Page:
‘By the People’ crowdsourcing project aims to transcribe legendary civil rights leader Rosa Parks’ papers
WASHINGTON - A Library of Congress’ crowdsourced project aims to transcribe legendary civil rights leader Rosa Parks’ personal papers.
The transcription project, called “By the People,” is powered by volunteers across the country and launched the campaign to make Parks' papers more searchable and accessible online, including many items featured in the exhibition, “Rosa Parks: In Her Own Words.”
The exhibition started on Feb. 4, which is the 107th anniversary of her birth.
“Through By the People, anyone can explore, transcribe and tag digitized Library collections through open-source software developed by the Library to give all Americans new ways to connect to the treasures the Library of Congress holds,“ the LOC said.
A Library of Congress’ crowdsourced project aims to transcribe legendary civil rights leader Rosa Parks’ personal papers. (Photo: Library of Congress)
Anyone from the public can contribute to the project on crowd.loc.gov.
“Inviting, including and honoring the contributions of people from every walk of life is such a fitting way to honor Rosa Parks,” said Librarian of Congress Carla Hayden. “By the People is all about individuals exploring, reading and understanding for themselves the significance of each item we have. These items are just as much about the day-to-day experience of one woman as they are about a world-changing civil rights movement, and that’s why we’re thrilled to invite everyone to join this project.”
The purpose of the project is for participants to learn about the relationships and events that shaped Parks’ lifetime of activism, her life as an individual and her experiences as an icon of the civil rights movement, the LOC said.
Notes and fragmentary writings from the Montgomery Bus Boycott are available for transcription.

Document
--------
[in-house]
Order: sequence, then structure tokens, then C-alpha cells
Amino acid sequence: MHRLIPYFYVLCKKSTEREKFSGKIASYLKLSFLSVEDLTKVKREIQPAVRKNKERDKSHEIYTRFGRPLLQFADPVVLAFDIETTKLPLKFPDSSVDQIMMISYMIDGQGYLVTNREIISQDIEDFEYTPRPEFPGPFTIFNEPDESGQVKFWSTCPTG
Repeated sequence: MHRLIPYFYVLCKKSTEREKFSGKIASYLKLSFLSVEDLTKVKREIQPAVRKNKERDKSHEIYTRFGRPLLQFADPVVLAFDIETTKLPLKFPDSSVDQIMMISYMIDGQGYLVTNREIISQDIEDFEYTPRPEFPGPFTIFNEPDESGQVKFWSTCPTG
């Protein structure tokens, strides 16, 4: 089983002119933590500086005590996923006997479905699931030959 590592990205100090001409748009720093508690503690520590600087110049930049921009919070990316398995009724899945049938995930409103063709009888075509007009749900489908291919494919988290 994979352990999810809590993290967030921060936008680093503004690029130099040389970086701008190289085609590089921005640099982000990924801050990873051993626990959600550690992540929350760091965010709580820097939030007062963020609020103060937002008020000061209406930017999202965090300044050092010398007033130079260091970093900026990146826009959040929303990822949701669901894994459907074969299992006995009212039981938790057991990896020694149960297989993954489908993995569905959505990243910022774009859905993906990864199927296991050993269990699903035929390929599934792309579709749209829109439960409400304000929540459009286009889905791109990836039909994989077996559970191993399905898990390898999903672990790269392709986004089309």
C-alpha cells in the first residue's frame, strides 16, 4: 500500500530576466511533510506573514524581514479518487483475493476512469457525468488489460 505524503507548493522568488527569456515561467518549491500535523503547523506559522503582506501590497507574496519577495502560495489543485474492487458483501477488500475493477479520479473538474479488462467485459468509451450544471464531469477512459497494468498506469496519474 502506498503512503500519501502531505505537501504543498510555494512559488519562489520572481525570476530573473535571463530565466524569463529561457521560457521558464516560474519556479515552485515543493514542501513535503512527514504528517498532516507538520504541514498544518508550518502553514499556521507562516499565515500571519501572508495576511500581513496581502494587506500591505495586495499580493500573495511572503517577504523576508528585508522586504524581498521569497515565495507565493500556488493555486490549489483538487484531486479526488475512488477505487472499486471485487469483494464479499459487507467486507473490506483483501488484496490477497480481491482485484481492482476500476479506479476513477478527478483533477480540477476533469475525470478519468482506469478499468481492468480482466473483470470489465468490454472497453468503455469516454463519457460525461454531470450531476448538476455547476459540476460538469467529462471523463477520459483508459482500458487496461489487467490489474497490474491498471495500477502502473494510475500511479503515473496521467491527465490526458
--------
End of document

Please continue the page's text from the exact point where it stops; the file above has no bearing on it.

“Through powerful prose, these pages reveal a woman who was strong, courageous, clear-eyed and grounded in her core ethical beliefs, but not immune to pain inflicted by racial discrimination,” the LOC said.
The campaign also includes programs, invitations, flyers and other publicity material from Parks' speaking engagements and events that demonstrated the evolving way Parks was remembered and honored by the American public, the LOC said.
Letters to and from Parks’ mother, Leona McCauley; letters from her brother, Sylvester; a poignant letter from her father, James, and a large selection of letters to her husband, Raymond are also available for transcription.
Raymond and Parks and her husband lived apart as they looked for paying work in 1957 and 1958, coping at a distance with the fallout from her bus protest and the Montgomery Bus Boycott, according to the LOC.
“Participants can read loving, compassionate letters that reveal who Rosa Parks was as a woman,” the library said.
Since “By the People” launched in October 2018, more than 12,000 volunteers have completed over 50,000 transcriptions, while more than 8,000 have been published on loc.gov.
The Library of Congress, the world’s largest library, offers access to the creative record of the United States and extensive materials from around the world – both on-site and online. It is also the main research arm of the U.S. Congress and the home of the U.S. Copyright Office.
This story was reported from Los Angeles.